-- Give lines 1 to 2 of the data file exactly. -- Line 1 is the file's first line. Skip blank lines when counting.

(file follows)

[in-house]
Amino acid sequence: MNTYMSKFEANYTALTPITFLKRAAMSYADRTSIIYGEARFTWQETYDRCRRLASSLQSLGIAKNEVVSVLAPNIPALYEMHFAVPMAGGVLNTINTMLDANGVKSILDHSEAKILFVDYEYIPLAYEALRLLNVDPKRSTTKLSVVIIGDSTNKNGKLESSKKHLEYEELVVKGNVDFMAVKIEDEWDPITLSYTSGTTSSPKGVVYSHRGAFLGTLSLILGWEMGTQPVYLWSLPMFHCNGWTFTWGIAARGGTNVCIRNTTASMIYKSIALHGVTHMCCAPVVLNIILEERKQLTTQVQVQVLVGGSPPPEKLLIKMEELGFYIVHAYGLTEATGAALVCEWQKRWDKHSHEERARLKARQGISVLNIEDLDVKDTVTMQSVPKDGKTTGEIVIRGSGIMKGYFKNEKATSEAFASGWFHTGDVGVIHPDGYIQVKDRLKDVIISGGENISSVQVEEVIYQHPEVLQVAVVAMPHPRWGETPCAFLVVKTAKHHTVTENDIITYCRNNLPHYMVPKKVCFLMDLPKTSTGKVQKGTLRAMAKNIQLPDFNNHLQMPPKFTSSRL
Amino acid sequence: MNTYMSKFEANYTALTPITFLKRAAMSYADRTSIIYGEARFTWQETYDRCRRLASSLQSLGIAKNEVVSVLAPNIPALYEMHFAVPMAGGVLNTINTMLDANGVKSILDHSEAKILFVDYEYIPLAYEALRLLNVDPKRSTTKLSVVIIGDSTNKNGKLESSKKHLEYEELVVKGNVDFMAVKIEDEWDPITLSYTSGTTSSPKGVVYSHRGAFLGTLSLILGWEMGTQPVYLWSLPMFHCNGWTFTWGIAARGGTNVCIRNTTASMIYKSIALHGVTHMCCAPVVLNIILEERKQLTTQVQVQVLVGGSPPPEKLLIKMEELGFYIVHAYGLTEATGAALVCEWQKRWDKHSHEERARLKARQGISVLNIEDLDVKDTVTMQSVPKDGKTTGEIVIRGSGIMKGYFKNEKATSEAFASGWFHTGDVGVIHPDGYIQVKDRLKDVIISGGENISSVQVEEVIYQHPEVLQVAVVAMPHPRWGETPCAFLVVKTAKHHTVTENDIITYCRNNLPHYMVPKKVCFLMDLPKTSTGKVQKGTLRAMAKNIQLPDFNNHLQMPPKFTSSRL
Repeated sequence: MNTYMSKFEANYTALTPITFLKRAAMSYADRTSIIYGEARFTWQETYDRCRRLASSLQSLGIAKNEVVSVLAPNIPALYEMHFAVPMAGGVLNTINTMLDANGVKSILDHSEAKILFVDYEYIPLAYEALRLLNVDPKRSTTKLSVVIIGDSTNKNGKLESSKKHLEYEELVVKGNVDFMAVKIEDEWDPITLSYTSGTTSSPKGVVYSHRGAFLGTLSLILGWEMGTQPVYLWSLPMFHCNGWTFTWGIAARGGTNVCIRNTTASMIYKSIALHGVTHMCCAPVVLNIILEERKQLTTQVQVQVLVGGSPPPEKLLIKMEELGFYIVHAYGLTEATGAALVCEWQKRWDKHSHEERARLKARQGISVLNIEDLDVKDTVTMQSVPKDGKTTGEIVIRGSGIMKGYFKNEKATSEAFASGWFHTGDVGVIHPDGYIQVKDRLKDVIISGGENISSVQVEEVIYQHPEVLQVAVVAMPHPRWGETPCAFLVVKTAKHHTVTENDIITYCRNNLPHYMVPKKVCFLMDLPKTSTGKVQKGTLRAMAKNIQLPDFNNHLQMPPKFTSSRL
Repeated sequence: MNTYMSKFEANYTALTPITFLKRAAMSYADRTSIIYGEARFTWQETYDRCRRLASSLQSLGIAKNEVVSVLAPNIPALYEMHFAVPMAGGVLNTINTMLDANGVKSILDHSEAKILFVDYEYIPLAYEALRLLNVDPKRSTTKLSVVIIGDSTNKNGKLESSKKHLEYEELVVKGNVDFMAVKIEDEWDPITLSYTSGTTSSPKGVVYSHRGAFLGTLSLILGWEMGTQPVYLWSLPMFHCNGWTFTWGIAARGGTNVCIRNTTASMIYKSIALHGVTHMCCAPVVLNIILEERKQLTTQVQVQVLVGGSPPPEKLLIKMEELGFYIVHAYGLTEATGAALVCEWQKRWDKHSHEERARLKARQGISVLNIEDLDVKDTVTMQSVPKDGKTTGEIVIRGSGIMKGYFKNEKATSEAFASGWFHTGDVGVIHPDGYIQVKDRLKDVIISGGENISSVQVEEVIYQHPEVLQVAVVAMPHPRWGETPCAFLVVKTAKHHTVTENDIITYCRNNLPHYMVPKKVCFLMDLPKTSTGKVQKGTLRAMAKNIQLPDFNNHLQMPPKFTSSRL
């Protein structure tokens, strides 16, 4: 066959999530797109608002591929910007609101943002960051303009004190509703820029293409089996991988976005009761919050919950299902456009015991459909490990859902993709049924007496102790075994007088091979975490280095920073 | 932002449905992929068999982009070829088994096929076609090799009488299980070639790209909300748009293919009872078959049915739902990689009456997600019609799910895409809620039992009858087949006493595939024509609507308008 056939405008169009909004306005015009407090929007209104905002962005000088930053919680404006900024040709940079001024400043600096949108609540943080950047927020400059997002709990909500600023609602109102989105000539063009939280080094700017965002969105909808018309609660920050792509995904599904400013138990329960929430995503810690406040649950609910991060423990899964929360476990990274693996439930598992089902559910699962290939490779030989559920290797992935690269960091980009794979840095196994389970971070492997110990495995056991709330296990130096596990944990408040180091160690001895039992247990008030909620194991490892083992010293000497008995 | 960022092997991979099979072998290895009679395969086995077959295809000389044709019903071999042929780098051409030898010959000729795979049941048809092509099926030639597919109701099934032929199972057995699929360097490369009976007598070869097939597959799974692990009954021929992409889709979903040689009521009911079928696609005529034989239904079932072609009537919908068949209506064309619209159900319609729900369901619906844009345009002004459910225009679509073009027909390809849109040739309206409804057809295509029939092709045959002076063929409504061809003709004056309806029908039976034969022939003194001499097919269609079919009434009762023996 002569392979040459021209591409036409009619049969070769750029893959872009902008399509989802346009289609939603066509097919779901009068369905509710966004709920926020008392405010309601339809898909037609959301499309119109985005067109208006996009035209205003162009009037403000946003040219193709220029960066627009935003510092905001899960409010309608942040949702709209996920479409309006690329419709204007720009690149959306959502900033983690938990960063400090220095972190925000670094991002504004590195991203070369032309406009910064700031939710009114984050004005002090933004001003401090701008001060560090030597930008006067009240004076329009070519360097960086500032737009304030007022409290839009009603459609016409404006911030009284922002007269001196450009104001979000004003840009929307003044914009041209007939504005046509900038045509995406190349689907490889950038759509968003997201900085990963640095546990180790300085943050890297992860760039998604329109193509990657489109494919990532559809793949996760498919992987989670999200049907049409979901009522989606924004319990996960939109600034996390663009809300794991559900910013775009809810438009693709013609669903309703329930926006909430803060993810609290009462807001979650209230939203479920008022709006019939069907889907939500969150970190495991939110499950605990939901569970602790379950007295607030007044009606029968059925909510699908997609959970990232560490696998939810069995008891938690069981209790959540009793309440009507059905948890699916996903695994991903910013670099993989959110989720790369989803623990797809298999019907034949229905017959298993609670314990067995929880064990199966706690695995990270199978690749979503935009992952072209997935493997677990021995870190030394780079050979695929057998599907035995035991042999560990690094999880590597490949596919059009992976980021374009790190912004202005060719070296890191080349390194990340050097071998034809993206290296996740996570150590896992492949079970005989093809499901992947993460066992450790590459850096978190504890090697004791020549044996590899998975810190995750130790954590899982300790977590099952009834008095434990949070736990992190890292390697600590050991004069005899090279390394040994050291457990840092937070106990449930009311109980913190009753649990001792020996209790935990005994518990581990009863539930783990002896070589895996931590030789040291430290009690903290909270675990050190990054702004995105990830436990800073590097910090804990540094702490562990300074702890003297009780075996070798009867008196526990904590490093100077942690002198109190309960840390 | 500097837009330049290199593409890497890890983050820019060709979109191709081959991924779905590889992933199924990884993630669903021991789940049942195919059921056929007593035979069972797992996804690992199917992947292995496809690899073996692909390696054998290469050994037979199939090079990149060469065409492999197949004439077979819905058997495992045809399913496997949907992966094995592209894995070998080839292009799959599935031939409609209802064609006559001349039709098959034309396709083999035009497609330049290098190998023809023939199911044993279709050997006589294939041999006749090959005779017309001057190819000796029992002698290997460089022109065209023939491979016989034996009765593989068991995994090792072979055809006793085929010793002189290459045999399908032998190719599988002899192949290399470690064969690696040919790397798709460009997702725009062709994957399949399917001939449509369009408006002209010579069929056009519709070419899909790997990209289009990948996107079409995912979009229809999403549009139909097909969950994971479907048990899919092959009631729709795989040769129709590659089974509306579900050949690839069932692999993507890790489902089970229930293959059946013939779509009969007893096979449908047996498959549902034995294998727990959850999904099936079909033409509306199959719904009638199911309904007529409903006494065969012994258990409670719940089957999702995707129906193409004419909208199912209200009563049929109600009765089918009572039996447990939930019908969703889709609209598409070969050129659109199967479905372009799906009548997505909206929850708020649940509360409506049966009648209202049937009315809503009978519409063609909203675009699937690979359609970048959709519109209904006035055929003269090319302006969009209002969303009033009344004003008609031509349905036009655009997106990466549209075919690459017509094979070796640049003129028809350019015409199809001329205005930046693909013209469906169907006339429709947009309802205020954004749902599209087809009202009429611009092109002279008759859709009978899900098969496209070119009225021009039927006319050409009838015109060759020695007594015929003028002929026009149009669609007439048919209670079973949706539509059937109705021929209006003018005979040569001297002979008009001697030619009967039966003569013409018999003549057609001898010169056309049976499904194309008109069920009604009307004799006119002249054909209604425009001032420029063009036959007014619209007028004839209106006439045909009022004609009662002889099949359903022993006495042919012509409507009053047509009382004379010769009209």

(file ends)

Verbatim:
[in-house]
Amino acid sequence: MNTYMSKFEANYTALTPITFLKRAAMSYADRTSIIYGEARFTWQETYDRCRRLASSLQSLGIAKNEVVSVLAPNIPALYEMHFAVPMAGGVLNTINTMLDANGVKSILDHSEAKILFVDYEYIPLAYEALRLLNVDPKRSTTKLSVVIIGDSTNKNGKLESSKKHLEYEELVVKGNVDFMAVKIEDEWDPITLSYTSGTTSSPKGVVYSHRGAFLGTLSLILGWEMGTQPVYLWSLPMFHCNGWTFTWGIAARGGTNVCIRNTTASMIYKSIALHGVTHMCCAPVVLNIILEERKQLTTQVQVQVLVGGSPPPEKLLIKMEELGFYIVHAYGLTEATGAALVCEWQKRWDKHSHEERARLKARQGISVLNIEDLDVKDTVTMQSVPKDGKTTGEIVIRGSGIMKGYFKNEKATSEAFASGWFHTGDVGVIHPDGYIQVKDRLKDVIISGGENISSVQVEEVIYQHPEVLQVAVVAMPHPRWGETPCAFLVVKTAKHHTVTENDIITYCRNNLPHYMVPKKVCFLMDLPKTSTGKVQKGTLRAMAKNIQLPDFNNHLQMPPKFTSSRL